In addition to his enforcement and operations duties, K-9 Nero participated in hundreds of K-9 demonstrations for schoolchildren throughout Berkshire County. Nero was requested on a regular basis by the elementary schools in Pittsfield, where he and Officer Parise would teach young children about police work, the K9 program, and most importantly, how to be act around dogs in order to avoid being accidently bitten.
K-9 Nero was a valued and productive member of the Pittsfield Police Department and will be missed greatly.
Hall Gets Life Sentences in First-Degree Murder Convictions
Update on Feb. 10 at 12:58 p.m.: Adam Lee Hall, 38, was sentenced to consecutive life sentences without the possibility of parole, to be served at the Massachusetts Correctional Institution at Cedar Junction, on the three convictions of murder in the first degree in the killings of David Glasser, Edward Frampton and Robert Chadwell.
Hampden Superior Court Judge C. Jeffrey Kinder also ordered Hall to serve several consecutive sentences on and after the final life sentence against Chadwell, beginning with a 12- to 15-year state prison sentence on the count of armed robbery against Glasser; an 8- to 10-year state prison sentence on a kidnapping charge against Glasser, and then a sentence of five to seven years, on the charge of possession of a firearm during the commission of a felony.
Hall was given concurrent state prison sentences on the other charges.
PITTSFIELD, Mass. — Adam Lee Hall, 38, of Peru was found guilty of three counts of murder after a monthlong trial held in Hampden Superior Court in Springfield.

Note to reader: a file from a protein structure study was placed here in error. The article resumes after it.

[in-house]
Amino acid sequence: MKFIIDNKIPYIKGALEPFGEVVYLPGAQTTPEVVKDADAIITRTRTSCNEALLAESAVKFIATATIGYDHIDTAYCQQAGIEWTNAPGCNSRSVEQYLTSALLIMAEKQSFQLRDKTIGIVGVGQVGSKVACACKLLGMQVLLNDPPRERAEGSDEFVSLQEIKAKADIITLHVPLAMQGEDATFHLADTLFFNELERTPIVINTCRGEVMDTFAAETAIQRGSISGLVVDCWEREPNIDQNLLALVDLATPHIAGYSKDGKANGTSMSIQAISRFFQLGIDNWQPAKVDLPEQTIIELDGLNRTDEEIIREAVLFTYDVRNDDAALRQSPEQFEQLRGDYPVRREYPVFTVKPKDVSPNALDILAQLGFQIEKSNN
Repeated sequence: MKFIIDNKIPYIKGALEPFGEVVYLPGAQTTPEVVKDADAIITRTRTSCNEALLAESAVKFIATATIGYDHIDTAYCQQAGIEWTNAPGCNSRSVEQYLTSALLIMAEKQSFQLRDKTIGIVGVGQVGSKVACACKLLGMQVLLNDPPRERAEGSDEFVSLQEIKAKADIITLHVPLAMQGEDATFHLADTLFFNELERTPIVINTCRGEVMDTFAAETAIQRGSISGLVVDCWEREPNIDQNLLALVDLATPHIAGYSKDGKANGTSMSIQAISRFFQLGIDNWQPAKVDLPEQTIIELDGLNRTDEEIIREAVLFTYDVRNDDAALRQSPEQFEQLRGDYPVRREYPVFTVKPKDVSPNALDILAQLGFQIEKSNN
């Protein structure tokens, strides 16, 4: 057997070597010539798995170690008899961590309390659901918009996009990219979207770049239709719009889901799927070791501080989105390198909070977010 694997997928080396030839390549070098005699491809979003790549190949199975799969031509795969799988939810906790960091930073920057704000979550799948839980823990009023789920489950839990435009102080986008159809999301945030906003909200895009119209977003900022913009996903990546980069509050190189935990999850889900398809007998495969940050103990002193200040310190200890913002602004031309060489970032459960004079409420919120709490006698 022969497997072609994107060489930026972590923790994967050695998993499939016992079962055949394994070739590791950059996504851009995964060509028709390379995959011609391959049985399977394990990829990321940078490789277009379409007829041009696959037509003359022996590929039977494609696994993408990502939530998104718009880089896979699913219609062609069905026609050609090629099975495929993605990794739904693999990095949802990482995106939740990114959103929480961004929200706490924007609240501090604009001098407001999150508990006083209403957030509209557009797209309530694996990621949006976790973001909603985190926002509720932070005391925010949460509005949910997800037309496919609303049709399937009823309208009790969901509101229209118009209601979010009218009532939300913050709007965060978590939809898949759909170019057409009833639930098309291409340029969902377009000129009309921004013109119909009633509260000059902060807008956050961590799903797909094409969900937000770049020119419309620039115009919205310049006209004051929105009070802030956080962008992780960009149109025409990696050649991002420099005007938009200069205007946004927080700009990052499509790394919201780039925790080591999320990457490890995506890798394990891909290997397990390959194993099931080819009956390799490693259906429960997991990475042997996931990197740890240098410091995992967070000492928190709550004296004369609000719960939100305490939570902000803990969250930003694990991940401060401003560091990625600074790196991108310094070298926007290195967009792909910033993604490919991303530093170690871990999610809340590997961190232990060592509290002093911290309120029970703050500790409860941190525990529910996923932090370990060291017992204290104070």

The jury deliberated for about 17 hours over a four-day period before returning a verdict. He will be sentenced on Monday.
Hall, aka "Leo Mazoli" and a purported Hell's Angel, was accused of kidnapping and killing David Glasser, 44, Edward Frampton, 58, and Robert Chadwell, 47, with two alleged accomplices. The three Pittsfield men were last seen at a Pittsfield apartment shared by Glasser and Frampton on Aug. 28, 2011. Glasser was set to testify against Hall in another case.
Co-defendants David Chalue, 46, of North Adams, and Caius Veiovis, 32, of Pittsfield are to be tried separately.
Hall was found guilty on the three counts of murder in the first degree, three counts of kidnapping and three counts of intimidation of a witness or other person.
He was also found guilty on a charge of intimidation of a witness or other person related to an incident with 24-year-old woman in Pittsfield July 2012; and single counts of kidnapping, possession of a firearm during the commission of a felony and a count of conspiracy in the intimidation of a witness or other person in connection with a plot to kidnap and intimidate Glasser on Aug. 14, 2010. He was found not guilty on another intimidation charge.
The jury found Hall guilty of single counts of armed robbery, assault and battery by means of a dangerous weapon and count of intimidation of a witness or other person from another incident, in Peru, involving Glasser that occurred on July 21, 2009. However, he was not found guilty of kidnapping and extortion by threat of injury.
Judge C. Jeffrey Kinder ordered that Hall be held without bail pending sentencing on Monday, Feb. 10, at 9 a.m.
The investigations were conducted by the Berkshire Detective Unit assigned to the district attorney’s office and the Pittsfield Police Department. They were assisted by the FBI, the Berkshire County sheriff's office and members of the Berkshire County Drug Task Force.
"I want to extend my appreciation and thanks to the jury for providing five weeks of service on behalf of their fellow citizens, their attention to the evidence throughout the trial, and for their obviously careful and thoughtful consideration of the evidence in the case. I also want to thank all of the many witnesses who came forward and testified," Berkshire District Attorney David F. Capeless said. "They should be congratulated for their willingness to share their testimony, and participate in the pursuit of justice on behalf of David Glasser, Edward Frampton and Robert Chadwell."
Capeless described the verdicts as resulting from a "through and relentless investigation" that will continue in the coming months as Chalue and Veiovis are tried.